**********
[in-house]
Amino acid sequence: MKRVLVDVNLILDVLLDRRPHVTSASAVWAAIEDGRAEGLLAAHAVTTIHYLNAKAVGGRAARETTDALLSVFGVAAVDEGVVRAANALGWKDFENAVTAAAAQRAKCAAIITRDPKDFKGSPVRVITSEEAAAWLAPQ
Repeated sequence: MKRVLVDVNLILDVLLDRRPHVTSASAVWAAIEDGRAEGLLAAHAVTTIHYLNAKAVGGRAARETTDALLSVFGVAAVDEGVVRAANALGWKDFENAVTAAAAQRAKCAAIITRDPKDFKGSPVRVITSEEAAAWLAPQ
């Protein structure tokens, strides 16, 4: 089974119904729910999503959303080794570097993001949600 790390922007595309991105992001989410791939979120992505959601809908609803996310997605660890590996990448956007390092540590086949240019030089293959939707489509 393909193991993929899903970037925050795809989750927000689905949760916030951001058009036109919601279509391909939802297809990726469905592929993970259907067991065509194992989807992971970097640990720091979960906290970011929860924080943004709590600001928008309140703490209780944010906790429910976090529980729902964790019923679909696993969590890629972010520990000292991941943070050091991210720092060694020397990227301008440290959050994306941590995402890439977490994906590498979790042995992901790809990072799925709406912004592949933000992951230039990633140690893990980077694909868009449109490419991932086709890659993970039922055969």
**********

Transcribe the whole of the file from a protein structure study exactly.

[in-house]
Amino acid sequence: MKRVLVDVNLILDVLLDRRPHVTSASAVWAAIEDGRAEGLLAAHAVTTIHYLNAKAVGGRAARETTDALLSVFGVAAVDEGVVRAANALGWKDFENAVTAAAAQRAKCAAIITRDPKDFKGSPVRVITSEEAAAWLAPQ
Repeated sequence: MKRVLVDVNLILDVLLDRRPHVTSASAVWAAIEDGRAEGLLAAHAVTTIHYLNAKAVGGRAARETTDALLSVFGVAAVDEGVVRAANALGWKDFENAVTAAAAQRAKCAAIITRDPKDFKGSPVRVITSEEAAAWLAPQ
């Protein structure tokens, strides 16, 4: 089974119904729910999503959303080794570097993001949600 790390922007595309991105992001989410791939979120992505959601809908609803996310997605660890590996990448956007390092540590086949240019030089293959939707489509 393909193991993929899903970037925050795809989750927000689905949760916030951001058009036109919601279509391909939802297809990726469905592929993970259907067991065509194992989807992971970097640990720091979960906290970011929860924080943004709590600001928008309140703490209780944010906790429910976090529980729902964790019923679909696993969590890629972010520990000292991941943070050091991210720092060694020397990227301008440290959050994306941590995402890439977490994906590498979790042995992901790809990072799925709406912004592949933000992951230039990633140690893990980077694909868009449109490419991932086709890659993970039922055969």